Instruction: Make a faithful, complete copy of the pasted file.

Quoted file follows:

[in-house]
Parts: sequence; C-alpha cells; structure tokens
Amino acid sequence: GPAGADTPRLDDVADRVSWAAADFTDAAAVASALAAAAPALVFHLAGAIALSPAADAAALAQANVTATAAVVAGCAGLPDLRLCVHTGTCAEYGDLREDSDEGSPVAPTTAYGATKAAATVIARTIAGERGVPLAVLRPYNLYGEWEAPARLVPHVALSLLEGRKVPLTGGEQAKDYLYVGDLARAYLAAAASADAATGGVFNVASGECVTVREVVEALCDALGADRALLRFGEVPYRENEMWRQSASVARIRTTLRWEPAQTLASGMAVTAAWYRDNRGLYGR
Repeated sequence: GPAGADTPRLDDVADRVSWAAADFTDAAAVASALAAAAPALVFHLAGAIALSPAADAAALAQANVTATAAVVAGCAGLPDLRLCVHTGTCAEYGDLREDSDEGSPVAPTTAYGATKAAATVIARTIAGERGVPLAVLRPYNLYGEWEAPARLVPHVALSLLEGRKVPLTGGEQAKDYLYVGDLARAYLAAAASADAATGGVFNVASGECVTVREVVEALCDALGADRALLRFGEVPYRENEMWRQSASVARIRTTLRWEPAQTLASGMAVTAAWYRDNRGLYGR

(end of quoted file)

[in-house]
Parts: sequence; C-alpha cells; structure tokens
Amino acid sequence: GPAGADTPRLDDVADRVSWAAADFTDAAAVASALAAAAPALVFHLAGAIALSPAADAAALAQANVTATAAVVAGCAGLPDLRLCVHTGTCAEYGDLREDSDEGSPVAPTTAYGATKAAATVIARTIAGERGVPLAVLRPYNLYGEWEAPARLVPHVALSLLEGRKVPLTGGEQAKDYLYVGDLARAYLAAAASADAATGGVFNVASGECVTVREVVEALCDALGADRALLRFGEVPYRENEMWRQSASVARIRTTLRWEPAQTLASGMAVTAAWYRDNRGLYGR
Repeated sequence: GPAGADTPRLDDVADRVSWAAADFTDAAAVASALAAAAPALVFHLAGAIALSPAADAAALAQANVTATAAVVAGCAGLPDLRLCVHTGTCAEYGDLREDSDEGSPVAPTTAYGATKAAATVIARTIAGERGVPLAVLRPYNLYGEWEAPARLVPHVALSLLEGRKVPLTGGEQAKDYLYVGDLARAYLAAAASADAATGGVFNVASGECVTVREVVEALCDALGADRALLRFGEVPYRENEMWRQSASVARIRTTLRWEPAQTLASGMAVTAAWYRDNRGLYGR